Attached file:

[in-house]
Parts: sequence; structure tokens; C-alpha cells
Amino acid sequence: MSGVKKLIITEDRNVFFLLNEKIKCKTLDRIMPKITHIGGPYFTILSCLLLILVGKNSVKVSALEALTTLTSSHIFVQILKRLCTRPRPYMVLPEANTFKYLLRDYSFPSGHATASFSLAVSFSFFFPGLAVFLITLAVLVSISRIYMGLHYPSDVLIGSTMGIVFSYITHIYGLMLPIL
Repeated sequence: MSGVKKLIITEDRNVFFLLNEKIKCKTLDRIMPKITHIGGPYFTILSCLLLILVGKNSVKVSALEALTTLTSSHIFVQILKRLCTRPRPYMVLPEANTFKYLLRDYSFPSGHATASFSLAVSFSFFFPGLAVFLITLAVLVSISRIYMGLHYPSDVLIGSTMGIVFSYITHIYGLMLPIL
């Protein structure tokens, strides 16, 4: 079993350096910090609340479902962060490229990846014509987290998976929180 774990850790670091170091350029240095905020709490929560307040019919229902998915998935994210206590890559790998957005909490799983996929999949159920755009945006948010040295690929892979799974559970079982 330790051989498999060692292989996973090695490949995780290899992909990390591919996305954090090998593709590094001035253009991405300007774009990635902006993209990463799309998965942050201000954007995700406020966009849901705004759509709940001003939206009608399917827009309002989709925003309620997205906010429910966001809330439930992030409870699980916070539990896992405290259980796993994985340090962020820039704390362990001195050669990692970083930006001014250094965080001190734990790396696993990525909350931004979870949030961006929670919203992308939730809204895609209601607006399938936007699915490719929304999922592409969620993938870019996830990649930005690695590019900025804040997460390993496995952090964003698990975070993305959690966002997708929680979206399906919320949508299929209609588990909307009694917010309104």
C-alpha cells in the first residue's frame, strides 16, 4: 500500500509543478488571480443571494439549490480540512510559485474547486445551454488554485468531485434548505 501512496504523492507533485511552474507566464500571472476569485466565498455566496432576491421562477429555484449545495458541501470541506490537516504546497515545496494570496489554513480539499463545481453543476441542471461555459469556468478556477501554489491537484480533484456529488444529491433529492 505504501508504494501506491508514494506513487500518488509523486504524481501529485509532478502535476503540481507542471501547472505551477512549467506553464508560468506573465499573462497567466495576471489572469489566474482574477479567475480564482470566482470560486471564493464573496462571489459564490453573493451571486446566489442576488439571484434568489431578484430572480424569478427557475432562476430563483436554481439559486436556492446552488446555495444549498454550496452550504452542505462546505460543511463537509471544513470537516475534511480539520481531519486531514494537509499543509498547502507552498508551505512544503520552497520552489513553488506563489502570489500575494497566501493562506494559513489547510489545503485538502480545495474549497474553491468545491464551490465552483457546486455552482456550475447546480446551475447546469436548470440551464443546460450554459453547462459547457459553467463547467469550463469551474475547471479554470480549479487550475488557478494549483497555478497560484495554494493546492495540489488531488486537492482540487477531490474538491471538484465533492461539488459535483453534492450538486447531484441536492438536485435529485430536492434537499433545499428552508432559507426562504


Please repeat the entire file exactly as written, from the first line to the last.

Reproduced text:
[in-house]
Parts: sequence; structure tokens; C-alpha cells
Amino acid sequence: MSGVKKLIITEDRNVFFLLNEKIKCKTLDRIMPKITHIGGPYFTILSCLLLILVGKNSVKVSALEALTTLTSSHIFVQILKRLCTRPRPYMVLPEANTFKYLLRDYSFPSGHATASFSLAVSFSFFFPGLAVFLITLAVLVSISRIYMGLHYPSDVLIGSTMGIVFSYITHIYGLMLPIL
Repeated sequence: MSGVKKLIITEDRNVFFLLNEKIKCKTLDRIMPKITHIGGPYFTILSCLLLILVGKNSVKVSALEALTTLTSSHIFVQILKRLCTRPRPYMVLPEANTFKYLLRDYSFPSGHATASFSLAVSFSFFFPGLAVFLITLAVLVSISRIYMGLHYPSDVLIGSTMGIVFSYITHIYGLMLPIL
């Protein structure tokens, strides 16, 4: 079993350096910090609340479902962060490229990846014509987290998976929180 774990850790670091170091350029240095905020709490929560307040019919229902998915998935994210206590890559790998957005909490799983996929999949159920755009945006948010040295690929892979799974559970079982 330790051989498999060692292989996973090695490949995780290899992909990390591919996305954090090998593709590094001035253009991405300007774009990635902006993209990463799309998965942050201000954007995700406020966009849901705004759509709940001003939206009608399917827009309002989709925003309620997205906010429910966001809330439930992030409870699980916070539990896992405290259980796993994985340090962020820039704390362990001195050669990692970083930006001014250094965080001190734990790396696993990525909350931004979870949030961006929670919203992308939730809204895609209601607006399938936007699915490719929304999922592409969620993938870019996830990649930005690695590019900025804040997460390993496995952090964003698990975070993305959690966002997708929680979206399906919320949508299929209609588990909307009694917010309104």
C-alpha cells in the first residue's frame, strides 16, 4: 500500500509543478488571480443571494439549490480540512510559485474547486445551454488554485468531485434548505 501512496504523492507533485511552474507566464500571472476569485466565498455566496432576491421562477429555484449545495458541501470541506490537516504546497515545496494570496489554513480539499463545481453543476441542471461555459469556468478556477501554489491537484480533484456529488444529491433529492 505504501508504494501506491508514494506513487500518488509523486504524481501529485509532478502535476503540481507542471501547472505551477512549467506553464508560468506573465499573462497567466495576471489572469489566474482574477479567475480564482470566482470560486471564493464573496462571489459564490453573493451571486446566489442576488439571484434568489431578484430572480424569478427557475432562476430563483436554481439559486436556492446552488446555495444549498454550496452550504452542505462546505460543511463537509471544513470537516475534511480539520481531519486531514494537509499543509498547502507552498508551505512544503520552497520552489513553488506563489502570489500575494497566501493562506494559513489547510489545503485538502480545495474549497474553491468545491464551490465552483457546486455552482456550475447546480446551475447546469436548470440551464443546460450554459453547462459547457459553467463547467469550463469551474475547471479554470480549479487550475488557478494549483497555478497560484495554494493546492495540489488531488486537492482540487477531490474538491471538484465533492461539488459535483453534492450538486447531484441536492438536485435529485430536492434537499433545499428552508432559507426562504